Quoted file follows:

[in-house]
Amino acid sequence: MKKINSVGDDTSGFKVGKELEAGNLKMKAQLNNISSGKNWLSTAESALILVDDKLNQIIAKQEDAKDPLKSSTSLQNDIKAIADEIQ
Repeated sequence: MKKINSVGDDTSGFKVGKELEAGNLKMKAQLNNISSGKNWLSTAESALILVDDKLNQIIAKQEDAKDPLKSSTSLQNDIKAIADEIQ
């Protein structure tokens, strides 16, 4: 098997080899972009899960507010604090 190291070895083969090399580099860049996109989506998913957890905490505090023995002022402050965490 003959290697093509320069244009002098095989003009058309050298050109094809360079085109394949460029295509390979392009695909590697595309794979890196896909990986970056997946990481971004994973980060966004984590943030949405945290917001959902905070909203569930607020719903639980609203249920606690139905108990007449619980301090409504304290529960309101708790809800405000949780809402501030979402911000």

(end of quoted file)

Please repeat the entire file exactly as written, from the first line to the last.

[in-house]
Amino acid sequence: MKKINSVGDDTSGFKVGKELEAGNLKMKAQLNNISSGKNWLSTAESALILVDDKLNQIIAKQEDAKDPLKSSTSLQNDIKAIADEIQ
Repeated sequence: MKKINSVGDDTSGFKVGKELEAGNLKMKAQLNNISSGKNWLSTAESALILVDDKLNQIIAKQEDAKDPLKSSTSLQNDIKAIADEIQ
């Protein structure tokens, strides 16, 4: 098997080899972009899960507010604090 190291070895083969090399580099860049996109989506998913957890905490505090023995002022402050965490 003959290697093509320069244009002098095989003009058309050298050109094809360079085109394949460029295509390979392009695909590697595309794979890196896909990986970056997946990481971004994973980060966004984590943030949405945290917001959902905070909203569930607020719903639980609203249920606690139905108990007449619980301090409504304290529960309101708790809800405000949780809402501030979402911000």